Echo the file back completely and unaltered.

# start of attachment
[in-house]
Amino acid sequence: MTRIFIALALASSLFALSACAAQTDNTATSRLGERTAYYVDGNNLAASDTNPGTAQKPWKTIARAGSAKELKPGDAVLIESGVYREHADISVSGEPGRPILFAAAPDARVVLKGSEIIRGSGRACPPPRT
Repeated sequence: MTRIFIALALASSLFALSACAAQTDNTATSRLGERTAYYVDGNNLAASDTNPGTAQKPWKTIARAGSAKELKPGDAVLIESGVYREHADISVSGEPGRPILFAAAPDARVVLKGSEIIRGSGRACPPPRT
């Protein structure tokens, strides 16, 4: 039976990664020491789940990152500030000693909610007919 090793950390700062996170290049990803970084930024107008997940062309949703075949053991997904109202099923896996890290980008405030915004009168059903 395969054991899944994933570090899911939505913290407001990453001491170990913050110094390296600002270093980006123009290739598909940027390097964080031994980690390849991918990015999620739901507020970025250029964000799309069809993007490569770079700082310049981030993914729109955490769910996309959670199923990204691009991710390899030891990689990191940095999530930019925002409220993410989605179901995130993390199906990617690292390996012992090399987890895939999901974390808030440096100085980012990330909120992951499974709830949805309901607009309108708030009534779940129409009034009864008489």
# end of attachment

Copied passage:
[in-house]
Amino acid sequence: MTRIFIALALASSLFALSACAAQTDNTATSRLGERTAYYVDGNNLAASDTNPGTAQKPWKTIARAGSAKELKPGDAVLIESGVYREHADISVSGEPGRPILFAAAPDARVVLKGSEIIRGSGRACPPPRT
Repeated sequence: MTRIFIALALASSLFALSACAAQTDNTATSRLGERTAYYVDGNNLAASDTNPGTAQKPWKTIARAGSAKELKPGDAVLIESGVYREHADISVSGEPGRPILFAAAPDARVVLKGSEIIRGSGRACPPPRT
């Protein structure tokens, strides 16, 4: 039976990664020491789940990152500030000693909610007919 090793950390700062996170290049990803970084930024107008997940062309949703075949053991997904109202099923896996890290980008405030915004009168059903 395969054991899944994933570090899911939505913290407001990453001491170990913050110094390296600002270093980006123009290739598909940027390097964080031994980690390849991918990015999620739901507020970025250029964000799309069809993007490569770079700082310049981030993914729109955490769910996309959670199923990204691009991710390899030891990689990191940095999530930019925002409220993410989605179901995130993390199906990617690292390996012992090399987890895939999901974390808030440096100085980012990330909120992951499974709830949805309901607009309108708030009534779940129409009034009864008489």